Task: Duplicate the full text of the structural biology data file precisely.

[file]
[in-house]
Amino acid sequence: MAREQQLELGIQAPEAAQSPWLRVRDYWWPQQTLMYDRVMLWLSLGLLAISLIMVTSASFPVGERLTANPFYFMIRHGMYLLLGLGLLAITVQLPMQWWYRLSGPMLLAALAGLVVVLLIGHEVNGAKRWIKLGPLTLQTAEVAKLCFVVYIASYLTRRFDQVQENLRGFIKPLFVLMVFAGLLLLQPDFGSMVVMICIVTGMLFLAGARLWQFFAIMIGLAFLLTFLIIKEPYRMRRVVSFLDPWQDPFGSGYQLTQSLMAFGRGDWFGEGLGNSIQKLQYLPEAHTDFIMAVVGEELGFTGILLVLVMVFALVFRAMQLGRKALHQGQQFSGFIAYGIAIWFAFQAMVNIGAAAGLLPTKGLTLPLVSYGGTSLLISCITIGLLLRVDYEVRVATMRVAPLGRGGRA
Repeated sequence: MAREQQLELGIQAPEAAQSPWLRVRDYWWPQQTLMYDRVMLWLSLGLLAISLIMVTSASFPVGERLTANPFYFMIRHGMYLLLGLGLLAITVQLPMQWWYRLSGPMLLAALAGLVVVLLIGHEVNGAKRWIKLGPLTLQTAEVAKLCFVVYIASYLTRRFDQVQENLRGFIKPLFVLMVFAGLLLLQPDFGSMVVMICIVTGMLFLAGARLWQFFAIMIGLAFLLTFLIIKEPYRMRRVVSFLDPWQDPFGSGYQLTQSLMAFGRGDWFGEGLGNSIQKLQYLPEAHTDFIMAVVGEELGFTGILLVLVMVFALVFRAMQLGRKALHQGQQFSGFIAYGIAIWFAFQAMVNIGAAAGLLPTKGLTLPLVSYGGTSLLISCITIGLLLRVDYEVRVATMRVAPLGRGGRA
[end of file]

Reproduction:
[in-house]
Amino acid sequence: MAREQQLELGIQAPEAAQSPWLRVRDYWWPQQTLMYDRVMLWLSLGLLAISLIMVTSASFPVGERLTANPFYFMIRHGMYLLLGLGLLAITVQLPMQWWYRLSGPMLLAALAGLVVVLLIGHEVNGAKRWIKLGPLTLQTAEVAKLCFVVYIASYLTRRFDQVQENLRGFIKPLFVLMVFAGLLLLQPDFGSMVVMICIVTGMLFLAGARLWQFFAIMIGLAFLLTFLIIKEPYRMRRVVSFLDPWQDPFGSGYQLTQSLMAFGRGDWFGEGLGNSIQKLQYLPEAHTDFIMAVVGEELGFTGILLVLVMVFALVFRAMQLGRKALHQGQQFSGFIAYGIAIWFAFQAMVNIGAAAGLLPTKGLTLPLVSYGGTSLLISCITIGLLLRVDYEVRVATMRVAPLGRGGRA
Repeated sequence: MAREQQLELGIQAPEAAQSPWLRVRDYWWPQQTLMYDRVMLWLSLGLLAISLIMVTSASFPVGERLTANPFYFMIRHGMYLLLGLGLLAITVQLPMQWWYRLSGPMLLAALAGLVVVLLIGHEVNGAKRWIKLGPLTLQTAEVAKLCFVVYIASYLTRRFDQVQENLRGFIKPLFVLMVFAGLLLLQPDFGSMVVMICIVTGMLFLAGARLWQFFAIMIGLAFLLTFLIIKEPYRMRRVVSFLDPWQDPFGSGYQLTQSLMAFGRGDWFGEGLGNSIQKLQYLPEAHTDFIMAVVGEELGFTGILLVLVMVFALVFRAMQLGRKALHQGQQFSGFIAYGIAIWFAFQAMVNIGAAAGLLPTKGLTLPLVSYGGTSLLISCITIGLLLRVDYEVRVATMRVAPLGRGGRA